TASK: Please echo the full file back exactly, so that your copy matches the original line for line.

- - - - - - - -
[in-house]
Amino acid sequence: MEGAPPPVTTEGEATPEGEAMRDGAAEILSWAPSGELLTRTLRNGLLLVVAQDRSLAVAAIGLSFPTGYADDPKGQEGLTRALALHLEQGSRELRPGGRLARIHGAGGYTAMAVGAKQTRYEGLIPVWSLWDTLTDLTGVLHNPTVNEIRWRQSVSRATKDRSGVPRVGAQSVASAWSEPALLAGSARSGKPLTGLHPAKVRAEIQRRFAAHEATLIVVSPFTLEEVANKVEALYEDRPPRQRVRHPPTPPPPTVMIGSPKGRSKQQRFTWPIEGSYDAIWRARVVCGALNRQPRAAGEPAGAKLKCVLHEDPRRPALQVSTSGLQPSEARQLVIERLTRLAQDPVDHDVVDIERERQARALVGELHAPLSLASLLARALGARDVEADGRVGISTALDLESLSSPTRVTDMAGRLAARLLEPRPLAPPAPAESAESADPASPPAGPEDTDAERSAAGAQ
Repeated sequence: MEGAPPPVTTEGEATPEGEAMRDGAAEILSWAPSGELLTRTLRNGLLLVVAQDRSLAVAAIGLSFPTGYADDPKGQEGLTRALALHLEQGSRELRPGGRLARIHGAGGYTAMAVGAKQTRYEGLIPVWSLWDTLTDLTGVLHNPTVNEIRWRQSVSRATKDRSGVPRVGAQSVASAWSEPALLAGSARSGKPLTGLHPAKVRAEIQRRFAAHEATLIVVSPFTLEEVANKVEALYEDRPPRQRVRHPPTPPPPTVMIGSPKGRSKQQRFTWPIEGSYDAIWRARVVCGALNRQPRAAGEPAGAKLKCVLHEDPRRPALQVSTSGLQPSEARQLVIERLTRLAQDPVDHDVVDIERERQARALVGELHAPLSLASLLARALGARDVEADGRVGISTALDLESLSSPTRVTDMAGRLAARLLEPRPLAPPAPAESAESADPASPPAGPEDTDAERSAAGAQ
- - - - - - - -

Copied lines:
[in-house]
Amino acid sequence: MEGAPPPVTTEGEATPEGEAMRDGAAEILSWAPSGELLTRTLRNGLLLVVAQDRSLAVAAIGLSFPTGYADDPKGQEGLTRALALHLEQGSRELRPGGRLARIHGAGGYTAMAVGAKQTRYEGLIPVWSLWDTLTDLTGVLHNPTVNEIRWRQSVSRATKDRSGVPRVGAQSVASAWSEPALLAGSARSGKPLTGLHPAKVRAEIQRRFAAHEATLIVVSPFTLEEVANKVEALYEDRPPRQRVRHPPTPPPPTVMIGSPKGRSKQQRFTWPIEGSYDAIWRARVVCGALNRQPRAAGEPAGAKLKCVLHEDPRRPALQVSTSGLQPSEARQLVIERLTRLAQDPVDHDVVDIERERQARALVGELHAPLSLASLLARALGARDVEADGRVGISTALDLESLSSPTRVTDMAGRLAARLLEPRPLAPPAPAESAESADPASPPAGPEDTDAERSAAGAQ
Repeated sequence: MEGAPPPVTTEGEATPEGEAMRDGAAEILSWAPSGELLTRTLRNGLLLVVAQDRSLAVAAIGLSFPTGYADDPKGQEGLTRALALHLEQGSRELRPGGRLARIHGAGGYTAMAVGAKQTRYEGLIPVWSLWDTLTDLTGVLHNPTVNEIRWRQSVSRATKDRSGVPRVGAQSVASAWSEPALLAGSARSGKPLTGLHPAKVRAEIQRRFAAHEATLIVVSPFTLEEVANKVEALYEDRPPRQRVRHPPTPPPPTVMIGSPKGRSKQQRFTWPIEGSYDAIWRARVVCGALNRQPRAAGEPAGAKLKCVLHEDPRRPALQVSTSGLQPSEARQLVIERLTRLAQDPVDHDVVDIERERQARALVGELHAPLSLASLLARALGARDVEADGRVGISTALDLESLSSPTRVTDMAGRLAARLLEPRPLAPPAPAESAESADPASPPAGPEDTDAERSAAGAQ